On a split vote, Grove City Council on Monday, Nov. 18, approved entering into an economic development agreement that opponents have called a "punitive tax grab."
Council voted 3-2 to authorize City Administrator Chuck Boso to enter the city into a joint economic development district with Scioto Township and the Village of Commercial Point, over objections from prison employees who work in the district at two facilities run by the Ohio Department of Rehabilitation and Correction.
Councilman Steve Bennett, Councilwoman Maria Klemack-McGraw and Councilwoman Melissa Albright voted for the JEDD, while Council President Ted Berry and Councilman Jeff Davis dissented.
This is the third time this JEDD had come up for a vote, but both previous times -- in July and September -- council voted to postpone the decision.
Under a JEDD agreement, a city administrates and imposes its income tax rate to a designated area within a township, which lacks the power under Ohio law to impose an income tax. The city and township then share the local income tax revenue based on a formula agreed to in the JEDD contract.
City officials have projected pulling in $100,000 annually from Grove City's share -- 10 percent of the income. Scioto Township will receive , 88 percent, and the Commercial Point will get 2 percent.
The approved JEDD will be composed of more than an acre at the northwest portion of of state Route 104 and Southern Street, within Scioto Township; half an acre within Commercial Point near Hiner Road, Strawser Street, Mattox Court and McCord Road; and 1,319 acres of land owned by the state in Scioto Township, near state Route 762 -- where two state prisons are located.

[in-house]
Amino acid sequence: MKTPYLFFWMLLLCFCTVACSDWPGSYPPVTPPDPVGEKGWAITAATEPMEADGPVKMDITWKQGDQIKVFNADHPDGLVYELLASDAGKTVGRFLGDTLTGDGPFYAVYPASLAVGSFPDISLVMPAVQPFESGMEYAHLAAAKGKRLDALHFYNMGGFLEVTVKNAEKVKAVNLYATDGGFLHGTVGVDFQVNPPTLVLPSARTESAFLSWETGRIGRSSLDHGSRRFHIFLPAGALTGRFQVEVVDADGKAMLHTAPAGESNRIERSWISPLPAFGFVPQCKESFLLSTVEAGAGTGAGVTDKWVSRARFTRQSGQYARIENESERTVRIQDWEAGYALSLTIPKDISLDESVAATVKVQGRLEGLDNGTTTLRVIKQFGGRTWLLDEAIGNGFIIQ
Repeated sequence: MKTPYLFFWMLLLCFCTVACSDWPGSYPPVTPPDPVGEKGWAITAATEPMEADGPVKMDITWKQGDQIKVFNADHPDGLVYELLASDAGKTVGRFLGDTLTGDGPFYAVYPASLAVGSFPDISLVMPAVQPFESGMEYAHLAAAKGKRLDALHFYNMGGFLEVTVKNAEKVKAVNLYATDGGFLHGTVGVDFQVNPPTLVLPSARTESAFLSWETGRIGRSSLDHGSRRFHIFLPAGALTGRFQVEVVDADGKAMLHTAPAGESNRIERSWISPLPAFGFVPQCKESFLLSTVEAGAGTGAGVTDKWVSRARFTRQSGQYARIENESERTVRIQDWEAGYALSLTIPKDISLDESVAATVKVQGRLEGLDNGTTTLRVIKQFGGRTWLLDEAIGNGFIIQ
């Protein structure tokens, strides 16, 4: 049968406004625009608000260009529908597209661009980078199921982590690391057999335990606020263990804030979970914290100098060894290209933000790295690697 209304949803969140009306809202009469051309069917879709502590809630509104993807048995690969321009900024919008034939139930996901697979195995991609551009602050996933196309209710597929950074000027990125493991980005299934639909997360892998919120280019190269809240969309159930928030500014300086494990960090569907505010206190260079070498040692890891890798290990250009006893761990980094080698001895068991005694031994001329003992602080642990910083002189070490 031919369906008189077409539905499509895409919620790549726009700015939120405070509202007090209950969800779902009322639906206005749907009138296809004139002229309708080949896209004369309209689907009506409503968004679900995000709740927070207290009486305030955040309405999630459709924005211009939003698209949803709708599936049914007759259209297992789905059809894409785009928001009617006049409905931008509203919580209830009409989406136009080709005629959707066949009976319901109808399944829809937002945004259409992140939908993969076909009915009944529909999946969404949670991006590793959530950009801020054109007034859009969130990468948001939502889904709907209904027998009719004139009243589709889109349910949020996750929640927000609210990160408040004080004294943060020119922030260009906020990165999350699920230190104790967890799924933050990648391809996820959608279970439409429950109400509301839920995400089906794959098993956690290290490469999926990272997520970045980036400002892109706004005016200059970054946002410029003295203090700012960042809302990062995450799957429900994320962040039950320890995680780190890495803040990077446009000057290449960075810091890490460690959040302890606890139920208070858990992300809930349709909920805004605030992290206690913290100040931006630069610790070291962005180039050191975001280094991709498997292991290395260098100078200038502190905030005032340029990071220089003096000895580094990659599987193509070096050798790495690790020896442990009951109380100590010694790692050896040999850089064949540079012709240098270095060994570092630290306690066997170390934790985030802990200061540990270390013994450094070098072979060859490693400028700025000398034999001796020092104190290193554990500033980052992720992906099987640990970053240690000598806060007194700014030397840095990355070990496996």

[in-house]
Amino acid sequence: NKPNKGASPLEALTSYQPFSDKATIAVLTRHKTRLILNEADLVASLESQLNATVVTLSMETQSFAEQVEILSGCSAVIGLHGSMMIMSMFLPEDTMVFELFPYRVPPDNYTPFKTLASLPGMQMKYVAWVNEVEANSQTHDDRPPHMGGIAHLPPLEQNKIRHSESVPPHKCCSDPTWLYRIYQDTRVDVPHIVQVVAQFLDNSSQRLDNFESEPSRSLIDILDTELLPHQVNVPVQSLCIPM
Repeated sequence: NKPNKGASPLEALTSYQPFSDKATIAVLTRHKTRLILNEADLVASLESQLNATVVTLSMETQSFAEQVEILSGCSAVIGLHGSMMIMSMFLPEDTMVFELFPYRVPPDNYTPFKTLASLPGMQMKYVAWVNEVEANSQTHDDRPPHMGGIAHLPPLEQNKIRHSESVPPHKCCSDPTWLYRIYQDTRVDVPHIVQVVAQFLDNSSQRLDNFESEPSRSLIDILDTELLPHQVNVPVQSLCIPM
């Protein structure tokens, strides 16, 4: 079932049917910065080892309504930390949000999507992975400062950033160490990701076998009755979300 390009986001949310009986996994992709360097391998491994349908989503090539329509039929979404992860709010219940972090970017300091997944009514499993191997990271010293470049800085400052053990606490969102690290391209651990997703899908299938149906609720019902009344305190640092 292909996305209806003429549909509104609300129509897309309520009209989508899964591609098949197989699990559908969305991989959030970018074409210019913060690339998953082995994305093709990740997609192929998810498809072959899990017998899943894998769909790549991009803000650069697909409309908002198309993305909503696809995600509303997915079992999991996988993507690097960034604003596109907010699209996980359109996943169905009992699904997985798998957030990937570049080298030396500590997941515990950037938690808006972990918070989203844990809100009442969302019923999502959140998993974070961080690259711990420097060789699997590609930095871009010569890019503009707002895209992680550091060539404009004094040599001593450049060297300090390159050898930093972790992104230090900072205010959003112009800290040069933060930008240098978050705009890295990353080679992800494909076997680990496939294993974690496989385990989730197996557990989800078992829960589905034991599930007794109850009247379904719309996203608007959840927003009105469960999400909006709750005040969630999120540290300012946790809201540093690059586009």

The JEDD imposes Grove City's 2 percent income tax on state prison employees at the Pickaway Correctional Institution, 11781 state Route 762, and the Correctional Reception Center, 11271 state Route 762, who currently don't pay a local income tax.
"It is simply a tax grab," said Brian Liff, an ODRC employee. "They want a blank check."
The councils of both the township and village previously approved the JEDD.
"The money will create jobs and foster growth," said Village Point Mayor Joe Hammond. "With the JEDD, we can assist you."
Terry Brill, a Scioto Township trustee, said the money would be used to provide infrastructure for development. When asked by council, Brill said he would like to see 50 percent of the money go to the township fire department and the rest going to maintaining roads and instituting police protecting in the township.
"We need better roads, we need better police protection and we need fire protection," he said. "Vote for the JEDD for the good of both our communities."
Berry, who had proposed a defeated amendment that would have tied council's authorization of the agreement to a vote of the electors in Scioto Township, said he had issue with the fact the township's three previous attempts at a fire levy had been defeated by voters.
"JEDDs are meant to be a partnership and collaboration," he said. "You're coming to us because you can't get your message to the voters. That's what I have a problem with."
Davis said the measure felt "contrived."
"I have no reason to believe this is not a legal JEDD," he said. "That doesn't necessarily, to me, demand we be a partner in this."
Klemack-McGraw said the township and village have been good partners on Grove City projects.
""Now it is our turn to return the favor to assist Scioto Township and Commercial Point," she said. "This will also benefit the residents of Grove City."
Mayor Richard "Ike" Stage said he vacillated many times on the JEDD before deciding in favor of it.
"We are neighbors," he said. "We do have reciprocal agreements."
If the Scioto Township Fire Division can't provide service to its residents, that would mean the Jackson Township Division of Fire would be pulled away on call, Stage said.
"My opinion is the JEDD is legal, it has value and it has a lot of merit," he said.
Stage added that if Grove City didn't approve JEDD, someone else would.
Albright said she wasn't sure of her position right up until the vote.
"I understand it's legal," she said. "I don't know it's right."
Albright said ultimate, Scioto Township and Village Point are neighbors.
"If they're not safe, if they're not secure, they're pulling our services," Albright said.